Basic Briefing

The Immigration Debate

The immigration debate focuses on how to handle the millions of undocumented immigrants currently in the US and how to limit the amount of undocumented immigrants who enter the US. Should undocumented immigrants be given a path towards citizenship? What is the best way to minimize illegal immigration? Should states have the power to create their own immigration laws?

Official Democratic position

“Democrats are strongly committed to enacting comprehensive immigration reform that supports our economic goals and reflects our values as both a nation of laws and a nation of immigrants.” The Party supports the DREAM Act and wants to create a path to citizenship for undocumented immigrants. The Party believes that immigration is a federal issue – states and local governments should not be able to create their own immigration laws.

Official Republican position

“…The presence of millions of unidentified persons in this country poses grave risks to the safety and sovereignty of the United States.” The Republican Party opposes any form of amnesty, supports the mandatory use of E-verify, and encourages state efforts to reduce illegal immigration. The Party supports finishing the double-layered fence at the US-Mexico border. The Party believes that federal funding should be denied to “sanctuary cities” and supports English as the official language of the United States.

Institutional framework

Immigration is primarily a federal issue. The President works with the Department of Homeland Security to enforce immigration laws. Congress is responsible for creating immigration-related laws and regulations. Federal laws determine: who can legally immigrate, deportable offenses, and the legal rights given to undocumented immigrants.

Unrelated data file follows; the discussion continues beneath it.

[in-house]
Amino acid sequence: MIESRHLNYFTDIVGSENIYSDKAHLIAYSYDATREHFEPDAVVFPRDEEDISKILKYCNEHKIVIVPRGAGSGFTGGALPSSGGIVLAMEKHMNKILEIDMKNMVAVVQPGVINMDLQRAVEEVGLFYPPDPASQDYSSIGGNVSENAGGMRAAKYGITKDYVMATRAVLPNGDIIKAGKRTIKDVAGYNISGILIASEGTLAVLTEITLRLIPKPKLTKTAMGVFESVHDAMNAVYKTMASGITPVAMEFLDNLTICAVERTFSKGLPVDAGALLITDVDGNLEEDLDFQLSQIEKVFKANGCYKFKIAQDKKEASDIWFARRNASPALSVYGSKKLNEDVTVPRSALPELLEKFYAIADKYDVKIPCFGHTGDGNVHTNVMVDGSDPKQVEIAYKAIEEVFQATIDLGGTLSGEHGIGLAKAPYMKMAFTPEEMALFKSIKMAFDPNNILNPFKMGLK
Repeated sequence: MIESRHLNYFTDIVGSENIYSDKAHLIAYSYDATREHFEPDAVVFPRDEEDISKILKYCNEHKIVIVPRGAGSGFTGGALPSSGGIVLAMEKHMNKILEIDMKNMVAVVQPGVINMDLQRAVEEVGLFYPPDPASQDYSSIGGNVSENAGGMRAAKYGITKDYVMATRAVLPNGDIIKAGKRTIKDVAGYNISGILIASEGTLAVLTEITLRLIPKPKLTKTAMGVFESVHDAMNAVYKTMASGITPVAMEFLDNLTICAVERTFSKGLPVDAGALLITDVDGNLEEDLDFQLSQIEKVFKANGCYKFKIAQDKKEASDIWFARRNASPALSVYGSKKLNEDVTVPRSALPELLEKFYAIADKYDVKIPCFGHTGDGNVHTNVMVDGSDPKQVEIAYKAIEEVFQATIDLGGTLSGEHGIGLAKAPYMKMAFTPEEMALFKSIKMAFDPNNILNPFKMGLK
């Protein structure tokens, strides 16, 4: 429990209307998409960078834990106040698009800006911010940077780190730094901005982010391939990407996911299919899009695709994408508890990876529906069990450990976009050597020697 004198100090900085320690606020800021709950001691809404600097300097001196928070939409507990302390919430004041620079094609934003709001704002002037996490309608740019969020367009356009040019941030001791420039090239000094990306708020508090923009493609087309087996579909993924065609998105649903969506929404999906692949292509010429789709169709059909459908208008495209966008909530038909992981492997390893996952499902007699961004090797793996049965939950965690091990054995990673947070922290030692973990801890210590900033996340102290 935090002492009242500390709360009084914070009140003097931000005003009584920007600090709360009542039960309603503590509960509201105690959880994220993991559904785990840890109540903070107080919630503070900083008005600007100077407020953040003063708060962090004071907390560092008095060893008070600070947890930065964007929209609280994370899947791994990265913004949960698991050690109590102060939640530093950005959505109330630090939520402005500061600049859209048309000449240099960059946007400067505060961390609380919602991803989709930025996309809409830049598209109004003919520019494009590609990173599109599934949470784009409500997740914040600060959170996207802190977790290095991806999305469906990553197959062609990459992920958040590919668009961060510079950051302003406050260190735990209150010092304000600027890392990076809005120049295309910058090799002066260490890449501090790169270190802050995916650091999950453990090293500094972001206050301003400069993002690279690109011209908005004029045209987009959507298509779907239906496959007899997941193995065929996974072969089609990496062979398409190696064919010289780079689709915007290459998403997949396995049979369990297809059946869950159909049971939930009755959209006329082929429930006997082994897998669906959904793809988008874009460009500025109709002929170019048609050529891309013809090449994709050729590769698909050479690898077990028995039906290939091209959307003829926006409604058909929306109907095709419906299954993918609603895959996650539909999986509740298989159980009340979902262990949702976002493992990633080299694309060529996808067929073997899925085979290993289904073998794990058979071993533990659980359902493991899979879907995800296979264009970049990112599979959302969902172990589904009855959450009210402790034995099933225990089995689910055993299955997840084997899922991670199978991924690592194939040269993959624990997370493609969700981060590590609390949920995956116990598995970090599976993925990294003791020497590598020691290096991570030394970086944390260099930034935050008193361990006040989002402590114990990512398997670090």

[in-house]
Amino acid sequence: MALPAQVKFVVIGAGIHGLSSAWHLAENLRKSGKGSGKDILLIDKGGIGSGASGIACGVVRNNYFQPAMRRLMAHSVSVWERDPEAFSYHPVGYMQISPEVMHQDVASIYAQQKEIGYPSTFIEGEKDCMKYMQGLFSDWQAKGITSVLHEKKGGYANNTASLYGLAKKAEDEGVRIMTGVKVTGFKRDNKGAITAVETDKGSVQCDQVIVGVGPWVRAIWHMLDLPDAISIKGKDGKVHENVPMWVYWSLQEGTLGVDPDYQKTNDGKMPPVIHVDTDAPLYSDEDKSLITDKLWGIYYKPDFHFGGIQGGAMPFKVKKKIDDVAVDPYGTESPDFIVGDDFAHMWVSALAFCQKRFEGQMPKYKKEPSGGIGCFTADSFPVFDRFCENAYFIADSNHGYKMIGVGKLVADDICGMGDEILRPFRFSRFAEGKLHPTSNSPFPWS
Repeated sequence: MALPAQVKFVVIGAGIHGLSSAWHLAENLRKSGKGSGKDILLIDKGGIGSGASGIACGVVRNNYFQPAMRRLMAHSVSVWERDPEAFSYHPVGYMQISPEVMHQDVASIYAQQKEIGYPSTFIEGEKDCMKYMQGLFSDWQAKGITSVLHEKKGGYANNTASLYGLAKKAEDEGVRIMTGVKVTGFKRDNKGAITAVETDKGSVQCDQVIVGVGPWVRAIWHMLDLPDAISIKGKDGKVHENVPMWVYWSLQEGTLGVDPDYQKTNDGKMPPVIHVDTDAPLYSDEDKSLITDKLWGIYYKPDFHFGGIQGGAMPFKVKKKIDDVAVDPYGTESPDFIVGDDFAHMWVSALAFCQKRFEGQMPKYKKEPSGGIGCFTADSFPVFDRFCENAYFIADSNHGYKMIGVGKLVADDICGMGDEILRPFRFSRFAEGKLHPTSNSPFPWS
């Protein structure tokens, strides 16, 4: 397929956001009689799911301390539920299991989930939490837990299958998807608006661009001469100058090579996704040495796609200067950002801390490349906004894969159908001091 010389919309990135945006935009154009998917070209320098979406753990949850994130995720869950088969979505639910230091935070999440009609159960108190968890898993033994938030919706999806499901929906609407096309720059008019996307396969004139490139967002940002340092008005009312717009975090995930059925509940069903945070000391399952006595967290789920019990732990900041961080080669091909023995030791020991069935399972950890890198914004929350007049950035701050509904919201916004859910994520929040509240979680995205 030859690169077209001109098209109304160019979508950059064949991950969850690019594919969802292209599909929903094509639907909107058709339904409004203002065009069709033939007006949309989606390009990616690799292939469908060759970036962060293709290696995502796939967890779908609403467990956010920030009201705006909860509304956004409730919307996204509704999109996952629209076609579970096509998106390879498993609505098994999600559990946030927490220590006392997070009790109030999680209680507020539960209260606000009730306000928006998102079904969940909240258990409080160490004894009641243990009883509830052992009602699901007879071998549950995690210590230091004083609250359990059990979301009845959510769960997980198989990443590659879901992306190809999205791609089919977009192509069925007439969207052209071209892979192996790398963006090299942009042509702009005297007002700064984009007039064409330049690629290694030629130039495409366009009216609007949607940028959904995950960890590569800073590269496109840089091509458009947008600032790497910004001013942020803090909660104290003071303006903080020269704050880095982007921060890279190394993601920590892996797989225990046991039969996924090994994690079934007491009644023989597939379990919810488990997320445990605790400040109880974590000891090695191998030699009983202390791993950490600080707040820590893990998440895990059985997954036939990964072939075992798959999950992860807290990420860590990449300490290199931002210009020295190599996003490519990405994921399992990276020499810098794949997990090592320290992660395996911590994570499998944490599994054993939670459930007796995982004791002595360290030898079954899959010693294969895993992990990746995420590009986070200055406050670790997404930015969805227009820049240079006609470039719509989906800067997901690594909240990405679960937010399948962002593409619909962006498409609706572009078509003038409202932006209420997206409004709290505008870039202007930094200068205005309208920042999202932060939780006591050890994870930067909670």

In an effort to deal with the problem of illegal immigration, many states have passed their own immigration laws. These laws focus on immigration enforcement such as employment verification, extending driver’s license eligibility to undocumented immigrants, and offering access to some social safety-net programs. However, if challenged in court, many of these laws are unconstitutional under the Supremacy Clause which establishes the supremacy of federal law over state law in the Constitution.

Most Vocal on Immigration

These are the candidates who focus on this issue the most, with the most liberal on this issue on the left and the most conservative on this issue on the right. Click on the circles to see more information.


Jason Chaffetz | Candidate for 3rd Congressional District, special in Utah (UT) | Crowdpac John Cornyn | Candidate for US Senate, primary (2020) in Texas (TX) | Crowdpac David Vitter | US Senate (2014) in Louisiana (LA) | Crowdpac Mazie Hirono | Candidate for US Senate, primary (2018) in Hawaii (HI) | Crowdpac Vic Kohring | US Senate (2014) in Alaska (AK) | Crowdpac Dianne Feinstein | Candidate for US Senate, primary (2018) in California (CA) | Crowdpac Darrell Issa | Candidate for 49th Congressional District, primary (2018) in California (CA) | Crowdpac Duncan Hunter | Candidate for 50th Congressional District, primary (2018) in California (CA) | Crowdpac Beto O'Rourke | Candidate for US Senate, primary (2018) in Texas (TX) | Crowdpac Das Williams | State Assembly, (37th District) (2014) in California (CA) | Crowdpac

The Spectrum on Immigration

These are the candidates who are most liberal, most conservative, and most moderate on this specific issue. Click on each candidate to see more information.

Crowdpacs tagged Immigration

Relevant Committees

Resources

UnidosUS - Founded in 1968, largest national Hispanic civil rights and advocacy organization in the US

NumbersUSA - An immigration reduction organization that seeks to reduce US immigration levels to pre-1965 levels